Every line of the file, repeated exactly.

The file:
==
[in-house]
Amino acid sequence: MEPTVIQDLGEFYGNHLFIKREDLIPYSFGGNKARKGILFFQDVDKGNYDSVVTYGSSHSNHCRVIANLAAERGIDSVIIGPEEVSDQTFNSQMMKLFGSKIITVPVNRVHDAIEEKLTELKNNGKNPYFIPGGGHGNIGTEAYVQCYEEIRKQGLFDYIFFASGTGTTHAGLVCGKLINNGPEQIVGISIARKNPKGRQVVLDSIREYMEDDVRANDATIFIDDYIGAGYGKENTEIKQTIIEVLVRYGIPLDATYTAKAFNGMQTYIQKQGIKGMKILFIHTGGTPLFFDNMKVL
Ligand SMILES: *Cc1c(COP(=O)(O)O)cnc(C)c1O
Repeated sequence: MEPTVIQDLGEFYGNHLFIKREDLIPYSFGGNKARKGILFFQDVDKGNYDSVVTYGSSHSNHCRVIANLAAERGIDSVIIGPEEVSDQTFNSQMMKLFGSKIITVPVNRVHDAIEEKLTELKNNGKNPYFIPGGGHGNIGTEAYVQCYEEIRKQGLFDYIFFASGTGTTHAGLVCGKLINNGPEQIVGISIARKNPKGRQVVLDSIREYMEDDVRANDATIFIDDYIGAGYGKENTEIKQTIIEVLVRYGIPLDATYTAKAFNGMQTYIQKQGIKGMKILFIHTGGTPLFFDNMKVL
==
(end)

[in-house]
Amino acid sequence: MEPTVIQDLGEFYGNHLFIKREDLIPYSFGGNKARKGILFFQDVDKGNYDSVVTYGSSHSNHCRVIANLAAERGIDSVIIGPEEVSDQTFNSQMMKLFGSKIITVPVNRVHDAIEEKLTELKNNGKNPYFIPGGGHGNIGTEAYVQCYEEIRKQGLFDYIFFASGTGTTHAGLVCGKLINNGPEQIVGISIARKNPKGRQVVLDSIREYMEDDVRANDATIFIDDYIGAGYGKENTEIKQTIIEVLVRYGIPLDATYTAKAFNGMQTYIQKQGIKGMKILFIHTGGTPLFFDNMKVL
Ligand SMILES: *Cc1c(COP(=O)(O)O)cnc(C)c1O
Repeated sequence: MEPTVIQDLGEFYGNHLFIKREDLIPYSFGGNKARKGILFFQDVDKGNYDSVVTYGSSHSNHCRVIANLAAERGIDSVIIGPEEVSDQTFNSQMMKLFGSKIITVPVNRVHDAIEEKLTELKNNGKNPYFIPGGGHGNIGTEAYVQCYEEIRKQGLFDYIFFASGTGTTHAGLVCGKLINNGPEQIVGISIARKNPKGRQVVLDSIREYMEDDVRANDATIFIDDYIGAGYGKENTEIKQTIIEVLVRYGIPLDATYTAKAFNGMQTYIQKQGIKGMKILFIHTGGTPLFFDNMKVL